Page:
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J Chromatogr B Biomed Sci Appl. 1999 Feb 19;723(1-2):157-72.

Evidence for the presence of endogenous 19-norandrosterone in human urine.

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LDH-LNR, Ecole Nationale Vétérinaire, Nantes, France.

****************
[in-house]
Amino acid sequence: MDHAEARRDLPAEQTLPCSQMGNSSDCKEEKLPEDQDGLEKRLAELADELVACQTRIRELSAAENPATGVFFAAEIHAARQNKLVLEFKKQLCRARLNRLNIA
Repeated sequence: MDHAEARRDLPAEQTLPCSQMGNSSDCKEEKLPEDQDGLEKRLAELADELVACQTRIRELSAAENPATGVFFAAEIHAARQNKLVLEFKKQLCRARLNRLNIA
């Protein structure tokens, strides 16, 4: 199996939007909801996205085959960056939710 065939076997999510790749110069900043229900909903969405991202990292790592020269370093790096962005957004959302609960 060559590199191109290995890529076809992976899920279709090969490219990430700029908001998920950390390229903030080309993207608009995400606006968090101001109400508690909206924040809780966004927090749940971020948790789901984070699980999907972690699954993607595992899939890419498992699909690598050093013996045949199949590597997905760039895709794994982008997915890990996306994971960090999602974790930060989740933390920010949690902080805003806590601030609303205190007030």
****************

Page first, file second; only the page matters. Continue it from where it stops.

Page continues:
In 1997, in the scope of antidoping control in sport, a not inconsiderable number of urine analysed by official laboratories revealed the presence of 19-nortestosterone (19-NT: 17beta-hydroxyestr-4-en-3-one) metabolites: 19-norandrosterone (19-NA: 3alpha-hydroxy-5alpha-estran-17-one) and 19-noretiocholanolone (19-NE: 3alpha-hydroxy-5beta-estran-17-one). These repeated results on a short period of time generated some investigations and especially the verification of the possible production of these metabolites by an unknown endogenous route in adult entire male. Some experiences were led on different persons known to be non-treated with steroids and more precisely with nandrolone. Extractive methods were developed focusing on their selectivity, i.e. searching to eliminate at best matrix interferences from the target analytes. Gas chromatography coupled to mass spectrometry (quadrupole and magnetic instruments) was used to detect, identify and quantify the suspected signals. Two types of derivatization (TMS and TBDMS), a semi-preparative HPLC as well as co-chromatography proved unambiguously the presence, in more than 50% of the analysed urine (n = 40), of 19-NA at concentrations between 0.05 and 0.60 ng/ml. 19-NE was not detected with the developed methods (LOD<0.02 ng/ml). Experiments led on athletes showed that after a prolonged intense effort, the 19-NA concentration can be increased by a factor varying between 2 and 4. Even if some complementary researches have to be done in order to determine the maximal physiological level of 19-NA and 19-NE, these results should considerably change the strategy of antidoping laboratories.

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